20 Feb Yosef Mendelevich Returns To St. Petersburg
It has been the mission of The Jewish Agency for Israel to protect Jewish identity and a create strong bond with Israel for Jews around the world. For Russian-speaking Jews of the former Soviet Union (FSU), this mission has been paramount to Russian Jewish survival. During the seven decades of Soviet regime, the Jewish community of the FSU experienced severe identity loss.
Nobody understands this more than Yosef Mendelevich. Years after being accused of attempting to hijack a plane from Leningrad (St. Petersburg today), Yosef Mendelevich returned to St. Petersburg to take part in an educational event – a gathering of Limud for Russian speakers.
When asked if he missed Russia, he replied calmly, “Not for one minute. I am waiting for the moment I can return home to Israel." He had not been back since he was released from a Russian prison in 1981, after 11 years in jail. He did not miss Russia. His sole ambition was to tell his story and to call on his listeners to make Aliyah, to the country where he rebuilt his life and found his place.
Forty-five years ago, if you had told Prisoner of Zion, Yosef Mendelevich, that he'd make Aliyah...would have a large family with religiously observant grandchildren...would appear at a Limud conference for Russian speakers...light a Hanukkah candle at a hotel near the Russian Czar's Winter Palace outside St. Petersburg, he would have told you that you were hallucinating.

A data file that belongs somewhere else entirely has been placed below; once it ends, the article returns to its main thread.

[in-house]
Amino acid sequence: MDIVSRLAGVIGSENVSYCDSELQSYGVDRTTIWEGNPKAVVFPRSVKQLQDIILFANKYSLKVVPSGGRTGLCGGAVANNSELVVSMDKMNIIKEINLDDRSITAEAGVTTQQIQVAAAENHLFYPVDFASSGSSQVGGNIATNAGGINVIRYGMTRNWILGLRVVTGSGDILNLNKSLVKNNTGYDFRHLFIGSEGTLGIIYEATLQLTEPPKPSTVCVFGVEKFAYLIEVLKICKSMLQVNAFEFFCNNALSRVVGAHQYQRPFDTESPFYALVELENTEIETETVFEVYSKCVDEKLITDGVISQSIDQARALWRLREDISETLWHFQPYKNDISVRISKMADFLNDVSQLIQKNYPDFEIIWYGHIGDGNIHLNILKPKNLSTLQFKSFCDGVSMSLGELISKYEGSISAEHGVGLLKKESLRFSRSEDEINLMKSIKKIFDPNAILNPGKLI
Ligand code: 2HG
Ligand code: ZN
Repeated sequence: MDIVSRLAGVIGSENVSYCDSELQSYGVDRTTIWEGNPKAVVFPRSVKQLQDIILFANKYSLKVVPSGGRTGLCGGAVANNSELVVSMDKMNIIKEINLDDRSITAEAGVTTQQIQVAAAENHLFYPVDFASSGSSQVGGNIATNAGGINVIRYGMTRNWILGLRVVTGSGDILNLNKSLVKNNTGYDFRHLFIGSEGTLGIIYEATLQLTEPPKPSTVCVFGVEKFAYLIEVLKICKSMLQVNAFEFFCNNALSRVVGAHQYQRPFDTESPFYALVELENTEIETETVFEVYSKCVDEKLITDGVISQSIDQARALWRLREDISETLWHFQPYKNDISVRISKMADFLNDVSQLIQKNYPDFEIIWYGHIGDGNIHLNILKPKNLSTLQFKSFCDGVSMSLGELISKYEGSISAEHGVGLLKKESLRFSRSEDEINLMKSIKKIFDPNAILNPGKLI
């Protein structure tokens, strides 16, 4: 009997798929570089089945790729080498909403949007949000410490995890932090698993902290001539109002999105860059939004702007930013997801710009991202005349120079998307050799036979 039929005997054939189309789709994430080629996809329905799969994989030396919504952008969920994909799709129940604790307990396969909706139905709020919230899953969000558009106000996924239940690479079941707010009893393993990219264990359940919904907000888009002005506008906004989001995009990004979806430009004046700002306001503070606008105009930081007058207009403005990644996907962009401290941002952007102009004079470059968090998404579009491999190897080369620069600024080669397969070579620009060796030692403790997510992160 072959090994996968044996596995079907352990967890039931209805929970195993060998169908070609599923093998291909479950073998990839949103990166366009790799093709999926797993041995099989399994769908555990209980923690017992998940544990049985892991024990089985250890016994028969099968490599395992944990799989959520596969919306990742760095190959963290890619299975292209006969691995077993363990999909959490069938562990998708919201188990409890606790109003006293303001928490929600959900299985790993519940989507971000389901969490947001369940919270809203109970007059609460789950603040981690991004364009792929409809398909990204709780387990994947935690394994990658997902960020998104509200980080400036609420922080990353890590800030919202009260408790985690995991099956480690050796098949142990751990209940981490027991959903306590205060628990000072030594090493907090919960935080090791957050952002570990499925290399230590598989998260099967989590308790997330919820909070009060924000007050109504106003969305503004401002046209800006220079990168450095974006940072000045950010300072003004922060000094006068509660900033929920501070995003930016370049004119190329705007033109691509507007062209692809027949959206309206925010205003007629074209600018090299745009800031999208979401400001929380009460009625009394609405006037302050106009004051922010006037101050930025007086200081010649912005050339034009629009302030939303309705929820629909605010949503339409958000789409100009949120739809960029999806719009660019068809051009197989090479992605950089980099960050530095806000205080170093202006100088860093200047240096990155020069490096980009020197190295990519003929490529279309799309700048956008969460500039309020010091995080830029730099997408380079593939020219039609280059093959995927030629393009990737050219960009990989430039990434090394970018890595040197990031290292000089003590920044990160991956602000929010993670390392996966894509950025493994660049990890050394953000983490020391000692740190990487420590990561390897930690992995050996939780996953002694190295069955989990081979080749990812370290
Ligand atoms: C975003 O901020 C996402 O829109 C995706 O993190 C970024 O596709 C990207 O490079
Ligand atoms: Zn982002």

The director of the central synagogue in St. Petersburg, Shaul Bruck, witnessed the event. “He gave a very well-received address, and the hall was packed out. He was clearly a well-known personality here, among the participants, but he was also an excellent orator. Today he is an observant Jew who has worked as an educator for many years, He has written a significant number of text books in Hebrew, which he speaks fluently.”
Following the lecture, Yosef Mendelevich went to a reception at the home of Ambassador Dorit Goldener in his honor. The gathering was attended by embassy staff, as well as Aaron Frankel and Chaim Chesler, who for years worked behind the scenes (on an official level) to get Jews out of the Soviet Union. Today they are involved in the Limmud project.
Yediot Telegraph agency reporter Yehudit Canaan Lifschitz accompanied Yossef Mandelovitch on his visit to a Limud gathering for Russian speakers in St. Petersburg, the city where he was arrested on suspicion of being a member of a group that attempted to hijack a plane. He returned a completely different person, but he retained one spark of that time: his love for Judaism and for Israel.
“We knew we were going to be arrested by the KGB for attempting to hijack a plane... all we wanted was for the world to hear our cry," Mendelevich tells Yediot Telegraph agency reporter Canaan Lifschitz.
One of the people who heard the group's cry was a Jewish mathematician from Donetsk in the Ukraine, Anatoly (Natan) Sharansky, whose incarceration from 1977 to 1986 became a global symbol of the struggle for human rights and the unification of families.
Even though, in those days there was no CNN and there was no media, the Soviets' attempt to muffle the cry of the suspects who had been arrested made a great impression on Prisoners of Zion in Moscow and across the Soviet Union, said Natan Sharansky—today, Chairman of the Jewish Agency.
"The deed carried out by the 11 Jews who were arrested in Leningrad had a very great effect on my decision to start to try to get out of the USSR," Sharansky said. "The knowledge that there were people who were willing to give their lives, and that two of the detainees had received the death sentence (which was rescinded), that there were people whose sole intent and desire was to break free, and achieve their freedom, left a powerful mark on me."